News ID: 279049
Published: 0209 GMT January 04, 2021

Iran: 20% uranium enrichment process starts

Iran: 20% uranium enrichment process starts
A file picture released by the Atomic Energy Organization of Iran on Nov. 6, 2019, shows the interior of the Fordo facility in Qom, central Iran.

Russia: Iran's step remains reversible

Iran has started the process to enrich uranium to 20% purity at the Fordo facility, government spokesman Ali Rabiei said on Monday.“The process for producing 20 percent enriched uranium has started at Shahid Ali-Mohammadi Enrichment Complex (Fordo),” Rabiei told IRNA.

“The process of gas injection to centrifuges started a few hours ago and the first product of uranium hexafluoride (UF6) gas will be available in a few hours,” Rabiei added, according to Reuters.

“The process has started after taking measures such as informing the UN nuclear watchdog.”

Rabiei said President Hassan Rouhani had given the order for the move at the Fordo facility.

Iran informed the International Atomic Energy Agency last week that it planned to take the step.

The IAEA said Monday, “Agency inspectors have been monitoring activities” at Fordo and its director-general Rafael Mariano Grossi planned to issue a report to member-nations of the UN organization, according to AP.

Uranium enrichment to 20% purity is the latest and most important suspension of nuclear commitments by Iran under the 2015 nuclear deal with world powers.

Iran started dropping parts of its commitments in 2019 in response to US President Donald Trump’s dramatic withdrawal from the accord in May 2018, with the US imposing tough economic sanctions on Tehran.

Tensions have heightened between Iran and the US in the waning days of the Trump administration.

The 2015 deal saw Iran agree to limit its enrichment in exchange for sanctions relief.

US President-elect Joe Biden has said he is willing to reenter the nuclear deal.

The other signatories to the deal – China, France, Germany, Russia and Britain – have been playing for time, in advance of Biden’s inauguration as US president on January 20.

German Foreign Minister Heiko Maas has said the change of administration in the US means that there is “a last window” for progress that “shouldn’t be wasted”. 

 

‘Considerable departure'

The European Union on Monday said that Iran’s enrichment program would be a “considerable departure” from the deal, AFP reported.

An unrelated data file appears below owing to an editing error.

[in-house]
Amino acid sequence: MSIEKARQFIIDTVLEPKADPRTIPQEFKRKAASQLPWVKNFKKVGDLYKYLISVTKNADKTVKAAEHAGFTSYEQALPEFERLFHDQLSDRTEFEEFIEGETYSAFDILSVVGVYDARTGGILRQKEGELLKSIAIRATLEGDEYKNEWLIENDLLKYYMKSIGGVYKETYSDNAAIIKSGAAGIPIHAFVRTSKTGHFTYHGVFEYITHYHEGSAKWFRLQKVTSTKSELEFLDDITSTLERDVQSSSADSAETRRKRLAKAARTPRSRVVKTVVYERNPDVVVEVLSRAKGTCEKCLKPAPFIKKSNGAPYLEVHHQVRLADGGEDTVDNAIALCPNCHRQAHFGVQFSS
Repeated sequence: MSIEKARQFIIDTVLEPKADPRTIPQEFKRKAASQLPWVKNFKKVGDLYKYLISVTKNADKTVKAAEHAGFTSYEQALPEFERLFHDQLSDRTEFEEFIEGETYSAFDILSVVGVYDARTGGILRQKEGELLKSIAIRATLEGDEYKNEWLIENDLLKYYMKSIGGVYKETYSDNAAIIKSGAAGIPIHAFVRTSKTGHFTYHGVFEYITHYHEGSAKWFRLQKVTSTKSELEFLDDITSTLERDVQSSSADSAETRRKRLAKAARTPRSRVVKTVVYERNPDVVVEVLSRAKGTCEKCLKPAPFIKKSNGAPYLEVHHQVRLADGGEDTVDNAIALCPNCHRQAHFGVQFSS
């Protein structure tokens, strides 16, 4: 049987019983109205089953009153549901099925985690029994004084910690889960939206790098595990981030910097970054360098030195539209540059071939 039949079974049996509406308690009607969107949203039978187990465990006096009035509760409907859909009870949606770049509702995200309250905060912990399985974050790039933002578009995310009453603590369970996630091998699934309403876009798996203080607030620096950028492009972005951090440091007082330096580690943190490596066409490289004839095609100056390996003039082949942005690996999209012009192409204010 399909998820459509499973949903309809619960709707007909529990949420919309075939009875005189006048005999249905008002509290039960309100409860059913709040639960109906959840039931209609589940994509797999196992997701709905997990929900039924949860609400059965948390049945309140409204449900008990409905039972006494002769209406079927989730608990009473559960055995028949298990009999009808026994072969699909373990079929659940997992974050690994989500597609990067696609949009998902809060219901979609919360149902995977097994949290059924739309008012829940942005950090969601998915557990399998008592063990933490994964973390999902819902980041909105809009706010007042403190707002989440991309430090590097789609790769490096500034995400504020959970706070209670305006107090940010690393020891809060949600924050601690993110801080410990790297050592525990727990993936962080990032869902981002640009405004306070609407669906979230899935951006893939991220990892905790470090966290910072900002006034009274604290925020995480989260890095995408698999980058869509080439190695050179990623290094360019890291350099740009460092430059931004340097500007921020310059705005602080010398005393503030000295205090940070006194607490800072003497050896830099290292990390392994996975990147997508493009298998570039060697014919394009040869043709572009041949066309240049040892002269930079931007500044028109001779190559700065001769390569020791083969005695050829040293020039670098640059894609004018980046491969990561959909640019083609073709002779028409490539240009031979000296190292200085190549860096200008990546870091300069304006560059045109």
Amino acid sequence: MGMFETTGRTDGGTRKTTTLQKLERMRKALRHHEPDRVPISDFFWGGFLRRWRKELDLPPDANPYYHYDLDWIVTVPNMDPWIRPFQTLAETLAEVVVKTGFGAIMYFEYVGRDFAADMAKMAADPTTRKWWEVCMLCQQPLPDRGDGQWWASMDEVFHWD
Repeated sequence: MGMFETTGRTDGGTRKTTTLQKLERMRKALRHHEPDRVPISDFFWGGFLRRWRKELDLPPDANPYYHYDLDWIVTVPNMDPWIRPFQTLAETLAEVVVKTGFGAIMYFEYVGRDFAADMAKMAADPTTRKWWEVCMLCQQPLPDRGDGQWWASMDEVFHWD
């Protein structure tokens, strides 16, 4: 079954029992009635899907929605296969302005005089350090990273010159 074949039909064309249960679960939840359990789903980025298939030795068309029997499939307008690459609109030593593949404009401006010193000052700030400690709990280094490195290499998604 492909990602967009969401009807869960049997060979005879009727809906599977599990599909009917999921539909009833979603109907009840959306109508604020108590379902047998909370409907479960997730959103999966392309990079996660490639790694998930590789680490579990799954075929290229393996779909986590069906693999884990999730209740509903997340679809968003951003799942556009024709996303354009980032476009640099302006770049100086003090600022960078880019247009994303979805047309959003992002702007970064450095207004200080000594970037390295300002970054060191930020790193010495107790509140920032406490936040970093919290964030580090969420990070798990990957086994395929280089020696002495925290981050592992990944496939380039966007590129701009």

Mikhail Ulyanov, the Russian permanent representative to international organizations in Vienna, said Monday Iran’s enrichment step “remains reversible within possible normalization of the situation around” the nuclear deal.

“There is nothing to overdramatize. The nuclear program remains fully transparent and verifiable. We should focus on means to restore comprehensive implementation of the nuclear deal,” he tweeted.

Iran’s decision comes after Iran’s Parliament approved a bill that calls for the production and storage of “at least 120 kilograms per year of 20% enriched uranium” and to put an end to the IAEA inspections if Iran does not receive the benefits promised under its 2015 nuclear deal with world powers. 

The law was passed following the assassination in late November of Iranian nuclear physicist Mohsen Fakhrizadeh near Tehran. Iran blamed Israel for the assassination.

Before the bill became law, Rouhani opposed it as “detrimental to the course of diplomatic activities.”

Rabiei said that the government’s stance toward the law is clear, “but the government considers itself bound to carry out the law.”

The parliamentary motion was criticized by the other signatories to the accord who called on Tehran not to “compromise the future”.

According to the latest IAEA report available, published in November, Tehran was previously enriching uranium to levels greater than the limit provided for in the 2015 Vienna agreement (3.67%) but not exceeding the 4.5% threshold, and still complied with the agency’s strict inspection regime.

 

 

   
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